Gymnastics Training Article: Mental
Blocks, Fear, Visualization
By Karen Goeller, CSCS
This article is not for reprint without
written permission from the author.
the Gymnastics Drills and Conditioning Books!
blocks and fears happen for many different reasons including falls, injury,
fatigue, dehydration, poor nutrition, poor skill technique, and too much pressure to perform
from the coach and/or parent. Sometimes when a gymnast is expected to learn too
many new skills within a short time frame they develop mental blocks due to the
pressure they feel. Many gymnasts put pressure on themselves so the added
pressure from a coach or parent can crush them. The best thing to do is allow
your gymnast to relax and not put any pressure on her.
If there is a problem with a specific skill
visualization often works really well. A gymnast must be able to visualize
herself performing the skill over and over again. You can show the gymnast a
video of other gymnasts performing the same skills she fears so that she has a
better understanding of the skill. She must be able to visualize herself
performing the skill on a daily basis, especially in the gym.
One way to help gymnasts with visualization is
to hold a visualization class for the team.
Bring in videos of many gymnasts, allow your gymnast to watch a short video clip of a
skill or series, and then tell them to close their eyes and replay the video in
their minds. (Make sure the video they are watching is being performed by a
gymnast with excellent technique.) Do that several times, run the video and
picture the video. Once the gymnasts can
clearly see the picture in their minds of the video they just watched, ask them
to picture themselves performing a skill that they have been performing for many
years, such as a cartwheel. Once they can do that really well have them
visualize themselves performing more difficult skills. Go through that process of watching a video
clip and visualizing many times throughout your visualization class.
When the gymnasts return to the training area have them
visualize themselves performing a simple skill such as a cartwheel. Next ask
them to perform the skill they just visualized. Allow your gymnasts to practice
visualization with simple skills, more difficult skills, then move on to series
and routines. That may take a few weeks. It may take several months for some
gymnasts to master visualization.
Once the gymnasts learn visualization take it a
step further. While performing their floor routines, as they wait for their
turn, ask your gymnasts to kneel and perform all of the arm movements for their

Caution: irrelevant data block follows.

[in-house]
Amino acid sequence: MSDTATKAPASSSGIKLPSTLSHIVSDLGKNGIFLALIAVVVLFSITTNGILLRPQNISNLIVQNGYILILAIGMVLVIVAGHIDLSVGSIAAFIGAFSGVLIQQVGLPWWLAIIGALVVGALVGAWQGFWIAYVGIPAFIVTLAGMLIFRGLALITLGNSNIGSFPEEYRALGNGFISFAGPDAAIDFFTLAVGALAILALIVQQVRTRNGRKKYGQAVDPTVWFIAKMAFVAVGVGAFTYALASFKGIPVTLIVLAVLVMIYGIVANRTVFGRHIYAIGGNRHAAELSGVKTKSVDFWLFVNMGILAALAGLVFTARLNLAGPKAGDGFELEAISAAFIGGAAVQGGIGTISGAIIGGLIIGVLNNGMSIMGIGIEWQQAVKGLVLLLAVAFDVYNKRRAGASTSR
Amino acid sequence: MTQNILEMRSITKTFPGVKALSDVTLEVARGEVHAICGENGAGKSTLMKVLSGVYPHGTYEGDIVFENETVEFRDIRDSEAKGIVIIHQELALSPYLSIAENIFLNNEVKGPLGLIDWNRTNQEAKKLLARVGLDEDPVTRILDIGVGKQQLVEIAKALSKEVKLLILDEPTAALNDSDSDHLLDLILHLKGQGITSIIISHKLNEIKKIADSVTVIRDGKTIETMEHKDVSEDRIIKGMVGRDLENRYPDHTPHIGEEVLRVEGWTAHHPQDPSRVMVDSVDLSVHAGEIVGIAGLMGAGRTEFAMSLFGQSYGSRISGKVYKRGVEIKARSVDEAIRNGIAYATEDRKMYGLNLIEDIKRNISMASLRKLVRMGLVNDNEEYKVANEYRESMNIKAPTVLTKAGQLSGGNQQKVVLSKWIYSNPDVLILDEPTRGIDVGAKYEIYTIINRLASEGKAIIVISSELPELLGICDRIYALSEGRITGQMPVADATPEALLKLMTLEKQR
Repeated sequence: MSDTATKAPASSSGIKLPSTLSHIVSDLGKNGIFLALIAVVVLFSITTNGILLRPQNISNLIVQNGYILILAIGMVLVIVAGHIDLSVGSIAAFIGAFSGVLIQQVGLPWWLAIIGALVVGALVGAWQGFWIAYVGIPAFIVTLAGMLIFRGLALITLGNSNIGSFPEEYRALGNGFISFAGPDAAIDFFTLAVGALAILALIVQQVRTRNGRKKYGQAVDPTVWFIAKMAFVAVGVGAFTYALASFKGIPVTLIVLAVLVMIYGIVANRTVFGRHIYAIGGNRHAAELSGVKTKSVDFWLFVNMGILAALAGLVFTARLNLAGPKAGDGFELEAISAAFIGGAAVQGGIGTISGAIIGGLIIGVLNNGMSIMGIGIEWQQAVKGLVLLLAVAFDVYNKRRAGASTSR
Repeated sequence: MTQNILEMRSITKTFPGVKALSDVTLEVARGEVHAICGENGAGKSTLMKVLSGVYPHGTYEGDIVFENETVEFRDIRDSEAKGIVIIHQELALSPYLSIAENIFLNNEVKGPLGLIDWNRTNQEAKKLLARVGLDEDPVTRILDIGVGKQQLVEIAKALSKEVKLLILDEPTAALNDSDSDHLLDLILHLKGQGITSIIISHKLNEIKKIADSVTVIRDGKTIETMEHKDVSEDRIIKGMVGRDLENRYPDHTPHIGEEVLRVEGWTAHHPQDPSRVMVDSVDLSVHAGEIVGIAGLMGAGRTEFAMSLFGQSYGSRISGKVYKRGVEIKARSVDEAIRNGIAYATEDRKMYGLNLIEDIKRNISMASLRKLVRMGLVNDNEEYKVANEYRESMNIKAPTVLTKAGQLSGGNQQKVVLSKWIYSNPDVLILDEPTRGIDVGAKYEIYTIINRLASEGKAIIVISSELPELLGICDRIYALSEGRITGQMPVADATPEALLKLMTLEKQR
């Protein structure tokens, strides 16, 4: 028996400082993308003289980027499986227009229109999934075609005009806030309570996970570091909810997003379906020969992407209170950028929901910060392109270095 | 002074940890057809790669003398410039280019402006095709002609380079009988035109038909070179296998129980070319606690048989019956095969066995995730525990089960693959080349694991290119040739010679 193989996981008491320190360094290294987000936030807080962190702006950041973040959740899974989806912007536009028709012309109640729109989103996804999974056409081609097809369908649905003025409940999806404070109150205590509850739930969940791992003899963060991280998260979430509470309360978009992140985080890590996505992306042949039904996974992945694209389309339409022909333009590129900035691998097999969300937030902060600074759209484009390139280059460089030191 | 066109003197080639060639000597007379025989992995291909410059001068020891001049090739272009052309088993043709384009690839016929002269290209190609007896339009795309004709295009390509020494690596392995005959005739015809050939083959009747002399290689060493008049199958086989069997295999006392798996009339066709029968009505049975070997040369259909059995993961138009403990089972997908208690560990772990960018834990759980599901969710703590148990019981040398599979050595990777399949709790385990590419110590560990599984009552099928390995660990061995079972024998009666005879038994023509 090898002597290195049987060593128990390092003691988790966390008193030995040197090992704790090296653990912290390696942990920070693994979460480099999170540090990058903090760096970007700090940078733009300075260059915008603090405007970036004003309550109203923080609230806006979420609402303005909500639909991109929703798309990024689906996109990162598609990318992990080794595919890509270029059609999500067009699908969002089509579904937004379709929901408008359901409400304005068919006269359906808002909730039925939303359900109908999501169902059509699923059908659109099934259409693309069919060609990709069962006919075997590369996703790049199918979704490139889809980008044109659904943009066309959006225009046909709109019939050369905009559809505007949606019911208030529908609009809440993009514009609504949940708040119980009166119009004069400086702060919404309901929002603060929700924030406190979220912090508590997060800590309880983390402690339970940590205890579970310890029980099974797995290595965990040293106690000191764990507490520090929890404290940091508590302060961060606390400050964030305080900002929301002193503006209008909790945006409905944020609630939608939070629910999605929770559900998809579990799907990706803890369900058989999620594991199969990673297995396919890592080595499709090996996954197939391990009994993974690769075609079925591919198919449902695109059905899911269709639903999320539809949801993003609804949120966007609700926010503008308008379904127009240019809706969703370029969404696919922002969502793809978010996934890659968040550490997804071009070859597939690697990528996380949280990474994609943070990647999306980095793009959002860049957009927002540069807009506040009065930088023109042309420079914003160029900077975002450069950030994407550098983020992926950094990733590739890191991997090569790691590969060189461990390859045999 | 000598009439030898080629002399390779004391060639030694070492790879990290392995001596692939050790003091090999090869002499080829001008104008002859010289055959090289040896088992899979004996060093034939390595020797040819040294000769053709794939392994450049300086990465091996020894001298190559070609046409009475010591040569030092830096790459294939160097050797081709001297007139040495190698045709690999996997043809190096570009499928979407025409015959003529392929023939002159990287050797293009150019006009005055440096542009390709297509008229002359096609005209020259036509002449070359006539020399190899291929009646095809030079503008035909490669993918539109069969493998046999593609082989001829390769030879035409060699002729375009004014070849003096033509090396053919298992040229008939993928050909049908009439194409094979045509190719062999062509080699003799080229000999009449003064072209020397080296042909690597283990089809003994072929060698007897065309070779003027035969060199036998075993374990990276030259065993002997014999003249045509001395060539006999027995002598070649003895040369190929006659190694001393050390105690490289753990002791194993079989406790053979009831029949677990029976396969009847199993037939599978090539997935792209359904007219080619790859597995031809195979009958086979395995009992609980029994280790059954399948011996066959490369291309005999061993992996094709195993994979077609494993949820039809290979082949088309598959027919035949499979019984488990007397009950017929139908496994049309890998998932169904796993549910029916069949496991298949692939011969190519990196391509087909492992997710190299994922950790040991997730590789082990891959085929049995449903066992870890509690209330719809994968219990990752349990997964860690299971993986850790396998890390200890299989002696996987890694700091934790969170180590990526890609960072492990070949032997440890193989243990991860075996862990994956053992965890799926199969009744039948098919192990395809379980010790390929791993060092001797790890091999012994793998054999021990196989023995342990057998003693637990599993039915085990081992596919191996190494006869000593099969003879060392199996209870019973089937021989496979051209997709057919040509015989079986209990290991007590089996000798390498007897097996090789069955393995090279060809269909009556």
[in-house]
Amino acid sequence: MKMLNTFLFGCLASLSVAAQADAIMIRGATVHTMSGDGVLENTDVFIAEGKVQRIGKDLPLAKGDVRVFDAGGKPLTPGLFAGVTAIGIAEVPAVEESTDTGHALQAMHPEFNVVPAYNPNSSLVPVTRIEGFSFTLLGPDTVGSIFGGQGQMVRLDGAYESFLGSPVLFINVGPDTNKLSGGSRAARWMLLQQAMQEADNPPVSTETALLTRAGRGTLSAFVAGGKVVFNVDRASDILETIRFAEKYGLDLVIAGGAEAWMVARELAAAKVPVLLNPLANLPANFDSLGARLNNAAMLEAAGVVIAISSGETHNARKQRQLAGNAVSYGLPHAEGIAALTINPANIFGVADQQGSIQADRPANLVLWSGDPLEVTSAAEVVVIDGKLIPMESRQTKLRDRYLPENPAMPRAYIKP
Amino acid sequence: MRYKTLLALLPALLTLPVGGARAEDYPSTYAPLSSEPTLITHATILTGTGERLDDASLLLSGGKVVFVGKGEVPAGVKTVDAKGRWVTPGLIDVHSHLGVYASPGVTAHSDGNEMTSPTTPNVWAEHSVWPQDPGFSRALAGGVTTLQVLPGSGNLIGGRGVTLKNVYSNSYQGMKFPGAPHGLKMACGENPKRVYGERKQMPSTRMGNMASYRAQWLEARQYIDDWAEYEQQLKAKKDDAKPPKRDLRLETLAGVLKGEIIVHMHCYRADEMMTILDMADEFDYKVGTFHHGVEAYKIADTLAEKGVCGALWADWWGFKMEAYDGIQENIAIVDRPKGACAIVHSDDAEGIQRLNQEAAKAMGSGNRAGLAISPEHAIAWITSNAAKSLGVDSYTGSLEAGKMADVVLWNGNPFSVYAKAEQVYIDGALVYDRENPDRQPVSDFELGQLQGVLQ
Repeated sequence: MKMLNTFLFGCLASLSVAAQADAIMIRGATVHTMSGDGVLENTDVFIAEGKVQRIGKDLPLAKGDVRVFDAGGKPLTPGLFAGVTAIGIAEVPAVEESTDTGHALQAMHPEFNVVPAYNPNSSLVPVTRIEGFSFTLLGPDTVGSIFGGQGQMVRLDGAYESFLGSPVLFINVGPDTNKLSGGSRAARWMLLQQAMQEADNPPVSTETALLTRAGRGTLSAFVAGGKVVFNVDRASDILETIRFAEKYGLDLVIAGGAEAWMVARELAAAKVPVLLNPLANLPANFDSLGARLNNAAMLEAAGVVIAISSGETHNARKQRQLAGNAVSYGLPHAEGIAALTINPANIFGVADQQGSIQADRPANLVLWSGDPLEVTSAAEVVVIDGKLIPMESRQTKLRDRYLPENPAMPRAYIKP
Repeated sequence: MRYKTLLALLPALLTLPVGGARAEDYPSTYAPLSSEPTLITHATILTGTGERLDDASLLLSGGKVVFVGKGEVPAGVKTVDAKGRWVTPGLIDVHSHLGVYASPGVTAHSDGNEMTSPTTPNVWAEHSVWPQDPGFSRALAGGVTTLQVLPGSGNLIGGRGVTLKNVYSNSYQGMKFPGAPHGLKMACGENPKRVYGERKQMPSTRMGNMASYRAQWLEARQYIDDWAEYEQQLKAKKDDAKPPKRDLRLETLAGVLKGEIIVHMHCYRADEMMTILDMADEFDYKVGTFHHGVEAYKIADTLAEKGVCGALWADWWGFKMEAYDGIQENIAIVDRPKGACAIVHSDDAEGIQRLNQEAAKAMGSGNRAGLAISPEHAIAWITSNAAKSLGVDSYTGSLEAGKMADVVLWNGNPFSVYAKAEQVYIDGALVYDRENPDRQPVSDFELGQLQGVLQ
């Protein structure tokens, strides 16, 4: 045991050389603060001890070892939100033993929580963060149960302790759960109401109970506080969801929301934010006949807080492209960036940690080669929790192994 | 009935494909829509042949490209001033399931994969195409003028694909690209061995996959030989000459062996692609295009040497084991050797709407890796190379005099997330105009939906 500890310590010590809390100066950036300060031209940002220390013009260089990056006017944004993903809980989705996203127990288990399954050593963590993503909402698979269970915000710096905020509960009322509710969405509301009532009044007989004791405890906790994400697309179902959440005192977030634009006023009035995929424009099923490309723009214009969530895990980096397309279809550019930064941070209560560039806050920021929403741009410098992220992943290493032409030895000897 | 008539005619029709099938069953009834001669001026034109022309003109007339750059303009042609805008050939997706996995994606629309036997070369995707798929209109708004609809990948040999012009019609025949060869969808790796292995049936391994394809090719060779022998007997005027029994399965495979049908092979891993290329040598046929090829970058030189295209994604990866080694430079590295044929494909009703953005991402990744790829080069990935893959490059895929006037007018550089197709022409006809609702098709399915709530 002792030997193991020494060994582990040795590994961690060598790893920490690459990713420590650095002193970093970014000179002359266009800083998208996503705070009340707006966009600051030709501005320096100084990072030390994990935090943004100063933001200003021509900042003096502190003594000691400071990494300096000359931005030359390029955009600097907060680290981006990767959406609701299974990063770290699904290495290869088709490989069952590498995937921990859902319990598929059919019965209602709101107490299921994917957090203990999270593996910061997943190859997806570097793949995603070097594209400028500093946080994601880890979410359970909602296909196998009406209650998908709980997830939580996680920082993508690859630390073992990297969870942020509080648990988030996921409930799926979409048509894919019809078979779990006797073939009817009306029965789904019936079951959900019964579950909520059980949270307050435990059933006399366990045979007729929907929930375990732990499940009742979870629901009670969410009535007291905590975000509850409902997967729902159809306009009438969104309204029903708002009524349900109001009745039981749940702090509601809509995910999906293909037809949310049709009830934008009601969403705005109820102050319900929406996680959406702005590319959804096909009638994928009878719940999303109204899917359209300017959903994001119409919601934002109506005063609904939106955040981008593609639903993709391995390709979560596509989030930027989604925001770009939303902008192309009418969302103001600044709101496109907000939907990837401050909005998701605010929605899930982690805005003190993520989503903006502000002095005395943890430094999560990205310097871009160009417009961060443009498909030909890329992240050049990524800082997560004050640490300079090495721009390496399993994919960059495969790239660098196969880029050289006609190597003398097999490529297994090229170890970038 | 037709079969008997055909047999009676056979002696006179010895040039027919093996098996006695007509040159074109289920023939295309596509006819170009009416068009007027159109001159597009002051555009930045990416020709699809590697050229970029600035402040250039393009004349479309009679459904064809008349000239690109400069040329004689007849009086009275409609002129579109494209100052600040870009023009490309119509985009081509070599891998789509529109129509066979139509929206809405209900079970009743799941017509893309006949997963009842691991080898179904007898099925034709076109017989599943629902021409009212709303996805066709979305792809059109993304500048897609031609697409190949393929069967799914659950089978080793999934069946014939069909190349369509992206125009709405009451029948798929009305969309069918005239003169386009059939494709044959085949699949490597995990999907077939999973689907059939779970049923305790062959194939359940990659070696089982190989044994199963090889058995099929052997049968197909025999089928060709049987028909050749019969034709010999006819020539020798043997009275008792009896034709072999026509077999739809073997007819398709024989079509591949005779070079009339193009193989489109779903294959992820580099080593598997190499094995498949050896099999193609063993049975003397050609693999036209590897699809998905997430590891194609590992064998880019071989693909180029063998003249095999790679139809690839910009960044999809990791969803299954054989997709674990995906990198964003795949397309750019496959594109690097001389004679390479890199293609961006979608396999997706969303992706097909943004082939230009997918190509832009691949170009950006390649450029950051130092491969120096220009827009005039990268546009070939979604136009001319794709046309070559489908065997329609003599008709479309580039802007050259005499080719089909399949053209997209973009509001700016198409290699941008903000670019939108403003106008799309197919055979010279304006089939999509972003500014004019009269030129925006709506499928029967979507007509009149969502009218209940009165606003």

routine as they visualize themselves performing the routine. After practicing
visualization for several weeks you may see a big transformation with increased confidence
with some gymnasts. They may also begin
to pay close attention to detail and compete more successfully. The
visualization should be performed on every event and during every training day. The arm
routines while kneeling can be performed for beam and bars as well.
Besides the visualization, to reduce fear and
improve technique, your gymnasts must perform many drills for skills, the
proper conditioning (general and sport specific), and they must be spotted
for skills until they feel very comfortable performing them
on their own. Keep in mind
that the worst and most dangerous thing to do is to push your gymnast too hard
or add more pressure because that is when injuries can occur. Adding too much
pressure is not the same as encouraging your gymnast with a positive
attitude. Remember, a gymnast MUST be relaxed in order to focus properly and
A note regarding nutrition...
Nutrition and hydration play a very
large role in performance and many people do not realize this. To be sure your
gymnasts are getting enough of the nutrients ask their parents to
visit the following websites and be sure to visit them yourself
These websites have safe and accurate nutrition information, nutrition
tools, and sports science articles. It is a great idea to print articles
from these websites and
hand them out to your gymnasts on a regular basis. An article is often a
good reminder for parents and athletes to check whether they are
eating enough high quality food. Make sure nutrition is presented in a
positive manner, make good food choices for energy and health.
Another thing many people do not think about
when it comes to training is quality of sleep. Please discuss this with
your gymnast's parents to be sure they are getting high quality sleep.
Quality of sleep greatly effects an athlete's mind, body, and performance.
If a gymnast's performance is negatively effected due to lack of sleep their
safety may be at risk.
So get in the gym and practice visualization,
discuss good food choices, and encourage a healthy lifestyle with your gymnasts.
Their performance and their confidence may greatly improve!
Feel free to contact me directly if you think I
can help your gymnasts. My contact information is on the top of every page of
By Karen M. Goeller
Karen Goeller has
been training athletes since 1978. She has an
education that includes training in emergency medicine, physical therapy, and
nutrition. She has held certifications that include NSCA-CSCS, Fitness Trainer,
EMT-D, Nutritional Analysis, and many Gymnastics Certifications among others.
Besides being author of the Gymnastics
Drills and Conditioning books, Karen is the author of the
Swing Set Fitness books. She has also published
journals, training programs, and
articles. Her books are used by fitness
experts, coaches, teachers, and athletes worldwide. Karen has worked for world
famous gymnastics coach Bela Karolyi, owned a gymnastics club for ten years, and
has been featured in several newspapers and on television many times. She offers
sports performance training and private
gymnastics training in NJ. For
more on Karen visit
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